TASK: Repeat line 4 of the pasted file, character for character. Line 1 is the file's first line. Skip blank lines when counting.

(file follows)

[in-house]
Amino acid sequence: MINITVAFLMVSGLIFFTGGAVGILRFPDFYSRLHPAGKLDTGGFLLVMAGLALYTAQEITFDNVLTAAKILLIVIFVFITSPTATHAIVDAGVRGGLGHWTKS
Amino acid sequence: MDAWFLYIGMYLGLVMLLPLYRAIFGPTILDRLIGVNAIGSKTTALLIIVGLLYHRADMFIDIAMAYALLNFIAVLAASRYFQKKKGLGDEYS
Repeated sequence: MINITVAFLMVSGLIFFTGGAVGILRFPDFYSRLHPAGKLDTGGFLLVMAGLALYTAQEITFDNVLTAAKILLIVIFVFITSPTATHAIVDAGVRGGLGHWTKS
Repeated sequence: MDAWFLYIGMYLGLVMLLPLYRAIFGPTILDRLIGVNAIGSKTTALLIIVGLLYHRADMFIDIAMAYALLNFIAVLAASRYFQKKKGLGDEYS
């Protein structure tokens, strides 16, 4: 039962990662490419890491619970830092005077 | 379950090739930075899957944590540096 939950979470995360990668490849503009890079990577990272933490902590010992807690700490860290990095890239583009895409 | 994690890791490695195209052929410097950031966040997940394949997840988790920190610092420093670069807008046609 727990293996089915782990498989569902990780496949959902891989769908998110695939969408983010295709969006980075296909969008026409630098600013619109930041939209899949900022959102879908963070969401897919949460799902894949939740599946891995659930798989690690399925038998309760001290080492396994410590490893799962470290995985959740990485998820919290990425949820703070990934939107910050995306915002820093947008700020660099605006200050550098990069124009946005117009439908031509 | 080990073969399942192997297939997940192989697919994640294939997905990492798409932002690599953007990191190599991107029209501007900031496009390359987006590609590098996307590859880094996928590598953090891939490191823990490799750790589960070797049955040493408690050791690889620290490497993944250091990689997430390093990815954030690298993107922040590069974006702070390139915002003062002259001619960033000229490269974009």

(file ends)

Repeated sequence: MINITVAFLMVSGLIFFTGGAVGILRFPDFYSRLHPAGKLDTGGFLLVMAGLALYTAQEITFDNVLTAAKILLIVIFVFITSPTATHAIVDAGVRGGLGHWTKS